Of these factors, the compression ratio is the predominant design factor that would be adjusted in future engines in response to a significant change in fuel octane ratings. In all engines, including the existing on-road fleet, fuel with higher octane ratings can enable more advanced spark timing and combustion phasing under knock-limited conditions.—Leone et al.
|Higher octane fuels and legacy vehicles|
|Leone et al. note that if the minimum octane rating of the fuel available to customers was increased, it may be technically feasible to update (or “reflash”) the engine calibrations on existing vehicles to extract the most benefit from the improved fuel properties.|
There have been many studies that have investigated the potential change in CR enabled by a given increase in fuel octane rating while maintaining similar knock characteristics—these, Leone et al.note, have resulted in a wide range of reported values—from approximately 2.5 to 9 ON increase required per CR increase (ON/CR)—due to a number of complications with test methodologies. Better controlled studies using modern engine technology and consistent design practices for each CR level support utilizing a factor of approximately 3 ON/CR for estimation of the benefits of increased fuel octane rating, the authors concluded.
In their study, Leone et al. considered a number of factors, including engine efficiency increase from a higher compression ratio; engine efficiency increase from downsizing (enabled by higher compression ratio); and other fuel-related efficiency considerations. These include charge cooling impact on heat transfer; adiabatic flame temperature impact on heat transfer; heat of vaporization impact on the measured heating value; charge cooling impact on pumping work; combustion efficiency (i.e., chemical energy remaining in the products of combustion); charge cooling and chemistry impacts on combustion stability and dilution tolerance; burn rate differences influence on combustion time losses; and specific heat ratio effects on the unburned and burned charge.
Higher ethanol content is one available option for increasing the octane ratings of gasoline and would provide additional engine efficiency benefits for part and full load operation. This paper provides a detailed review of how such benefits can be estimated for different engine types and fuel assumptions, calculations that are critical for well-to-wheels analysis of increased gasoline octane ratings. Considering vehicles and fuels as a system, such fuel changes would be supported if the net effect of light-duty vehicle efficiency improvements and fuel production impacts yielded reductions in fuel consumption, emissions, resource consumption, and/or cost.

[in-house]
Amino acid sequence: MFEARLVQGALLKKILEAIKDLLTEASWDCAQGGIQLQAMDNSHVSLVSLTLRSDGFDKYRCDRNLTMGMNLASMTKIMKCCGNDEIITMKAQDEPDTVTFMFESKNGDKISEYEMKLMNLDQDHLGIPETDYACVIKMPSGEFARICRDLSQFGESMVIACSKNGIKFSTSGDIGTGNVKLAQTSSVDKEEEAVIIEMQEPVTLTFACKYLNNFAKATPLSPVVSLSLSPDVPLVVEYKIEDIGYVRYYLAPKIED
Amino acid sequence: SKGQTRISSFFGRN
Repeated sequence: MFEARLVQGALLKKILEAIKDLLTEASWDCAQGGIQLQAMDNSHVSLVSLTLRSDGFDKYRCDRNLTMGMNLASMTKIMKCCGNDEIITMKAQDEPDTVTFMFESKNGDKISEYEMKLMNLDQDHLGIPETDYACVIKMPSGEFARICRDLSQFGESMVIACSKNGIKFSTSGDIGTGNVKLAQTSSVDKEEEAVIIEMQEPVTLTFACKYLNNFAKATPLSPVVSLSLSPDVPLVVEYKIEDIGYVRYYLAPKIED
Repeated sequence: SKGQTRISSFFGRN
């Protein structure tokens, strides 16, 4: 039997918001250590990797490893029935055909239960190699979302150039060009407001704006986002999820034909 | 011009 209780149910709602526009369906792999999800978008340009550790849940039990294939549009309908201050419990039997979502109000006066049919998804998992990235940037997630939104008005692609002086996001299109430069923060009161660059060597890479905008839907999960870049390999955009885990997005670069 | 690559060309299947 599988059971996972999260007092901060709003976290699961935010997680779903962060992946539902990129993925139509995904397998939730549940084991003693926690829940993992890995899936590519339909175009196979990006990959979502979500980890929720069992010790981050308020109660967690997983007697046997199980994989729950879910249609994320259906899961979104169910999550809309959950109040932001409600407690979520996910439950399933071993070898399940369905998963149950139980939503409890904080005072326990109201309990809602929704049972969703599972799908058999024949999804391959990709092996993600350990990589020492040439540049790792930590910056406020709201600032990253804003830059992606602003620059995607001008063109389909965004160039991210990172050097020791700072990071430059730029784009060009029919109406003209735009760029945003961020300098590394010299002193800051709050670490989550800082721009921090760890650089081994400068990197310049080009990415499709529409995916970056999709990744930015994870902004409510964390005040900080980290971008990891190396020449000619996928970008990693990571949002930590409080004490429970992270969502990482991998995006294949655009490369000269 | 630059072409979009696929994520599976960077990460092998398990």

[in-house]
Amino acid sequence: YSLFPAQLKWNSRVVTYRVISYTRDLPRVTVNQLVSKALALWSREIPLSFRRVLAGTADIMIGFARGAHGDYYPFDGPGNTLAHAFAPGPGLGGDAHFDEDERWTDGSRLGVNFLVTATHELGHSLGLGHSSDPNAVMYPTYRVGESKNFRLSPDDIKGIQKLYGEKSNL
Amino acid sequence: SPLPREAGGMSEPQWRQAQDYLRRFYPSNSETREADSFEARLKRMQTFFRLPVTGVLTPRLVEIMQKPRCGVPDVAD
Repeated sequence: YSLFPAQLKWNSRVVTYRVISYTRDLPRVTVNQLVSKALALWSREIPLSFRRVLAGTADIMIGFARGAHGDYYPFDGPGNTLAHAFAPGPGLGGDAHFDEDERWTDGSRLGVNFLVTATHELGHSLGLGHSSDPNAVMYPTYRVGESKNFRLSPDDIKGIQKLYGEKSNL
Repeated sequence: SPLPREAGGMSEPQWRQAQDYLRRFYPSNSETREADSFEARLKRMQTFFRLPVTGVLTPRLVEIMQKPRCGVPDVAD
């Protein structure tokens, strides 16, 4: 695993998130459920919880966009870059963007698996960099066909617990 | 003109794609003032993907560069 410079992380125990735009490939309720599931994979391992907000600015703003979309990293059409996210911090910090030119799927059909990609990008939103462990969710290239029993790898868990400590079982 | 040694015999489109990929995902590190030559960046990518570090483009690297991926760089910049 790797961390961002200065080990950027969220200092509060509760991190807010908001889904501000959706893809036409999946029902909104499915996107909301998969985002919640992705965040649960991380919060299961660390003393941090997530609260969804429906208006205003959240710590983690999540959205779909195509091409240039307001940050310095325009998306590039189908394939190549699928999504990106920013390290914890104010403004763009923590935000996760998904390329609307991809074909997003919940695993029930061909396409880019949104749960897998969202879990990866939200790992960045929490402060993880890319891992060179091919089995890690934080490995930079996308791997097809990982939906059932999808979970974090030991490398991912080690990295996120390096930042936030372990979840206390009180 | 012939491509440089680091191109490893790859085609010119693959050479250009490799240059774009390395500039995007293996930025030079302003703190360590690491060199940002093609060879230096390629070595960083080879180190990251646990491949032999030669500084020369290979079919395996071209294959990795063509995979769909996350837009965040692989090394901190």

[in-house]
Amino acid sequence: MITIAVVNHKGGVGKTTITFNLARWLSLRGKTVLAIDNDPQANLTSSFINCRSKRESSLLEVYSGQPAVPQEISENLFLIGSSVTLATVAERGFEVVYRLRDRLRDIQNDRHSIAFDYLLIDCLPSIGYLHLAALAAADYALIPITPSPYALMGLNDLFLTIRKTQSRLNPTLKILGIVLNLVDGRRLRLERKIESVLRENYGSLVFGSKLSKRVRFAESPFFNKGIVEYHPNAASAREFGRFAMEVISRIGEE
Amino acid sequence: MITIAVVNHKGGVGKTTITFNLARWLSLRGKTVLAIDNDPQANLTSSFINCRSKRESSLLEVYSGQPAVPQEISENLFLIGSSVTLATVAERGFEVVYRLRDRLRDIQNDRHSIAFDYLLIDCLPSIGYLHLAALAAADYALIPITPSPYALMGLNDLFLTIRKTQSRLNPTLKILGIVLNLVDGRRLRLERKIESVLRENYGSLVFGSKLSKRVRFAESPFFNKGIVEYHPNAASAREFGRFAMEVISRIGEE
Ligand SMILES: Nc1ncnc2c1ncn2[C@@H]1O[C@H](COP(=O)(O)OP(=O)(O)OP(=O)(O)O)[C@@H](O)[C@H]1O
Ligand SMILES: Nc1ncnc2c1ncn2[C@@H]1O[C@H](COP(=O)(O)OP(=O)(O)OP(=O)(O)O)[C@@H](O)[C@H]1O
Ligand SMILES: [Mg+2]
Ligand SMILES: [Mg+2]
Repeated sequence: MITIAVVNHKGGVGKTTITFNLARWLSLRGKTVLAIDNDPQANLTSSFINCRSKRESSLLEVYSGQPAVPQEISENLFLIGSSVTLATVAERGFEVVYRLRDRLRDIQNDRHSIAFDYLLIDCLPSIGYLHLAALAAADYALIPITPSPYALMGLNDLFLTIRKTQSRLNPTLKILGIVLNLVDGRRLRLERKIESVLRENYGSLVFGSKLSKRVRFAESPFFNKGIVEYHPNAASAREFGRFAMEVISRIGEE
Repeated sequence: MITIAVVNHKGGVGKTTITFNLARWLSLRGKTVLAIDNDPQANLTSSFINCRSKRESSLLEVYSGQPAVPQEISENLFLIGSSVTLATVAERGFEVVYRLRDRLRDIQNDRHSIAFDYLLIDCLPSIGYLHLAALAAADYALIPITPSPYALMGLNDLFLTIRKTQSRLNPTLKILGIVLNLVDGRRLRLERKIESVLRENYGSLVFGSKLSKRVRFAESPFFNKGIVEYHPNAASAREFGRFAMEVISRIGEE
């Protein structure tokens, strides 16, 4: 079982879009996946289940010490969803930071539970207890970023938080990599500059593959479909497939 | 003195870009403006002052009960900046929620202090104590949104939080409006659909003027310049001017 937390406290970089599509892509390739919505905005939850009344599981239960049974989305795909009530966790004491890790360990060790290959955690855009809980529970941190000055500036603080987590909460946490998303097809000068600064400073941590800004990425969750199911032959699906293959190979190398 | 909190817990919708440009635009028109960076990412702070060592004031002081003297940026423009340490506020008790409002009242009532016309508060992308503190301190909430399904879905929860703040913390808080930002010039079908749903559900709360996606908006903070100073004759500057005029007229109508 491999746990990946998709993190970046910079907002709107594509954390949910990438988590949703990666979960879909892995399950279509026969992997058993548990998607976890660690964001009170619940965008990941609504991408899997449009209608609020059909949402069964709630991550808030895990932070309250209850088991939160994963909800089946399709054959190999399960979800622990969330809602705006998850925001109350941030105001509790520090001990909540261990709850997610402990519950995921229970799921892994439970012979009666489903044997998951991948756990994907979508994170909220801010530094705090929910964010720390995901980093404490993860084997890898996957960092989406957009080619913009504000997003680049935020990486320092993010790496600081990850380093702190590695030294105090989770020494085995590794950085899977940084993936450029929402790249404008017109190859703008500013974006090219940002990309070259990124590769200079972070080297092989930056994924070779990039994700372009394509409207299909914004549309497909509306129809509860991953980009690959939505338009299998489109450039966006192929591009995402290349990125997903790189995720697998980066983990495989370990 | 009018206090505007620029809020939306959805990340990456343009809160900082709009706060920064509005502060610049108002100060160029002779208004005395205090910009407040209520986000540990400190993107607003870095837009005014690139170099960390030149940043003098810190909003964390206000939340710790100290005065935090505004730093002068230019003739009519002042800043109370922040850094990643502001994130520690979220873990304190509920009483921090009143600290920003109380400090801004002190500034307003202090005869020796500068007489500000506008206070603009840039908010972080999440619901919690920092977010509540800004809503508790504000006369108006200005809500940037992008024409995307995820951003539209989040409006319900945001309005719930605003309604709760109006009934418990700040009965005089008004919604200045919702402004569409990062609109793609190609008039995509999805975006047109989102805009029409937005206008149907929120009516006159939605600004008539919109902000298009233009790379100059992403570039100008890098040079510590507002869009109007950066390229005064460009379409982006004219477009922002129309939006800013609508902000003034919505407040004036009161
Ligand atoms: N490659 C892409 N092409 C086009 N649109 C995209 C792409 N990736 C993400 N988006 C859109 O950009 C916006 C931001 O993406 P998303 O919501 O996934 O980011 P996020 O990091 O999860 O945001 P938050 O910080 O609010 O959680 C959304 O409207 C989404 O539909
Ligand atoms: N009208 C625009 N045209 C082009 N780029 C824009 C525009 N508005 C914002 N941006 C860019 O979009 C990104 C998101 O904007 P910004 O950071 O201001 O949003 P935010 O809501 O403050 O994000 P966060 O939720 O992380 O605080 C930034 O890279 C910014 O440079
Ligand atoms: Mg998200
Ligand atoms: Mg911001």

For example, a recent study showed that a transition to higher-RON (98 RON) gasoline in the US with LDVs optimized for the fuel could yield significant net reductions in GHG emissions and a net cost savings. In addition to higher CR, future light-duty vehicle trends will also involve greater use of downsizing, turbocharging, down-speeding, and/or hybridization to improve efficiency. As with higher CR, each of these trends involve greater operation of engines under higher-load, knock-limited conditions and as such, also benefit from higher-octane fuel by expanding the engine map that is not subject to retarded combustion phasing to avoid knock. Higher octane fuel is a key enabler for improved efficiency based on current engine/vehicle design trends.—Leone et al.
Thomas G. Leone, James E. Anderson, Richard S. Davis, Asim Iqbal, Ronald A. Reese, II, Michael H. Shelby, and William M. Studzinski (2015) “The Effect of Compression Ratio, Fuel Octane Rating, and Ethanol Content on Spark-Ignition Engine Efficiency” Environmental Science & Technology doi: 10.1021/acs.est.5b01420